carried out on a wide variety of fruit and vegetable crops in Japan.
    These are presented in Table 6 (Sumitomo, 1974).

         Residue studies carried out on selected crops in Germany are
    given in Table 7 (Bayer, 1972).

    Residues in Rice

         In response to one of the requirements of the 1969 Joint Meeting
    extensive studies have been carried out in Japan to determine the
    residue levels of fenitrothion in the grain of rice following approved
    treatments. Over 120 samples of rice harvested following the
    application of varying rates of fenitrothion (0.5-1 kg/ha) applied at
    varying time intervals before harvest were analysed (Sumitomo, 1974)
    by methods described by Takimoto et al. (1974). The data obtained from
    the different applications are given in Table 6a. The average residue

    TABLE 6.  (Part I) Residues resulting from supervised trials in Japan (at intervals of 1-15 days)


                        Application                        No.
                              Rate, % or                   of          Residue, mg/kg at interval (days) after application
    Crop            No.       kg a.i./ha    Formulation   trials     1             3-4               7                9-11            13-15

    Onion           1         0.05%           EC          1                        n.d.1                             n.d.

    Potato          3 or 6    0.5 or 0.75     EC          2                        n.d.-0.004        n.d.-0.002                     n.d.

    Spanish         1         0.75 kg/ha      EC          1            0.2         0.09              0.008           0.005          0.004

    Japanese Pear   3 or 6    0.04%           WP          2                                          0.06-0.08                      0.02-0.03

    Peer            3 or 5    2.5 kg/ha       WP          2                                          0.01-0.08                      n.d-0.006

    Egg plant       3 or 6    0.75-1.5        EC                                   0.001-0.01        n.d.-0.006                     n.d.-0.002

    Peach (pulp)    3 or 6    2 or 2.5        EC          4                        0.07-0.08         0.03-0.07                      0.005-0.015

    Peach (peel)    3 or 6    2 kg/ha         EC          2                        2.2-2.9           1.1-1.6                        0.3-0.6

    Peach (peel)    3 or 6    2.5 kg/ha       EC          2                        5-5-6.1           5.5-6.2                        1.8-2.1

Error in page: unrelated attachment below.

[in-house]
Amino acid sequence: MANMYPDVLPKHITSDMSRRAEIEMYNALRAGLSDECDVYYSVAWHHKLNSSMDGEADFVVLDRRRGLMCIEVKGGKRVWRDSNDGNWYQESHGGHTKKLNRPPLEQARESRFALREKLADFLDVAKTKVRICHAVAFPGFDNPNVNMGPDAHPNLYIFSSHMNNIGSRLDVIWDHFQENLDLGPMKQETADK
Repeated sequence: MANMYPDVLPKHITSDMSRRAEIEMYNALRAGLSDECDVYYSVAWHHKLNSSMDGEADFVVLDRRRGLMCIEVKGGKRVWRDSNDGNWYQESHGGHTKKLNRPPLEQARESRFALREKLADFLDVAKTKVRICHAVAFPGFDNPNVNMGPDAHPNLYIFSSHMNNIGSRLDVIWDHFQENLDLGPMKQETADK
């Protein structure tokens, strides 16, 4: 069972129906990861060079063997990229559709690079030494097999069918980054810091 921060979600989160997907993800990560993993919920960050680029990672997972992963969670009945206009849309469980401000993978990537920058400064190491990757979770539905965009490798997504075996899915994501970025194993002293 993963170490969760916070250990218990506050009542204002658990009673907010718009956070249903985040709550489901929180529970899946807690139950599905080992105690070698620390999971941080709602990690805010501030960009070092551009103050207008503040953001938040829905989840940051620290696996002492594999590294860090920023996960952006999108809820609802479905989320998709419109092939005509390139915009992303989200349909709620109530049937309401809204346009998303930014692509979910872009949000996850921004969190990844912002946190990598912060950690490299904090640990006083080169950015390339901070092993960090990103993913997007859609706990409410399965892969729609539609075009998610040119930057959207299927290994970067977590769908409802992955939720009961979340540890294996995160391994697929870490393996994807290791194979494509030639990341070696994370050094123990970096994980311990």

Orange          1         2.25 kg/ha      EC          4                                                          n.d.-0.1

    Grape           3 or 6    1 or 1.25       EC          4                        1.1-2.8           0.5-1.1                        0.1-0.9

    Stone-leek      2 or 4    0.57 kg/ha      EC          2          0.006-0.01    0.003-0.005       n.d.-0.001                     n.d.

    Stone-leek      2 or 4    2.86 kg/ha      EC          2          0.09-0.2      0.09-0.2          0.09-0.2                       0.02-0.03

    TABLE 6.  (Part I) (Cont'd.)


                        Application                        No.
                              Rate, % or                   of          Residue, mg/kg at interval (days) after application
    Crop            No.       kg a.i./ha    Formulation   trials     1             3-4               7                9-11            13-15

    Strawberry      2 or 4    0.5 kg/ha       EC          2                        0.7-1.1           0-1-0.3         0.06-0.09

    Strawberry      2 or 3    1.0 kg/ha       EC          2                        0.04-0.06         0.02-0.03                      0.005-0.007

    Soybean         2 or 3    0.71 kg/ha      EC          4                        0.02-0.03         0.02-0.05       0.001-0.002    0.001-0.01

    Tomato          3 or 6    1.0 kg/ha       EC          4          0.09-0.2      0.02-0.05

    Tomato          3 or 6    2.5 kg/ha       EC          4          1.3-2.7       0.4-0.9

    Apple           1 or 2    0.04 or 0.05%   WP          3                                          0.2             0.1-0.3        0.03-0.06

    Apple           1 or 3    0-05%           EC          2                                          0.2

    1  n.d. not detected

    TABLE 6. (Part II) Residues resulting from supervised trials in Japan (at intervals of 21-64 days)


                   Application                          No.
                          Rate, % or                    of           Residue, mg/kg at interval (days) after application
    Crop        No.       kg a.i./ha     Formulation    trials     21             28-32            34-36            41-49            51-64

    Onion       1         0.05%          EC             1          n.d.*

    Rice        1         0.75 kg/ha     EC             4                         0.002-0.06       0.002-0.09       0.004-0.06

    Rice        2 or 4    1.2 kg/ha      MG**           4                         n.d.                              n.d.

    Orange      1         2.25 kg/ha     EC             4                         n.d.-0.009

    Soybean     2 or 3    0.71 kg/ha     EC             4                                                           0.002            0.001-0.005

    Apple       3 or 5    0.05%          WP             2                                                                            0.001

    Apple       1 or 3    0.05%          EC             2                         0.04                                               0.002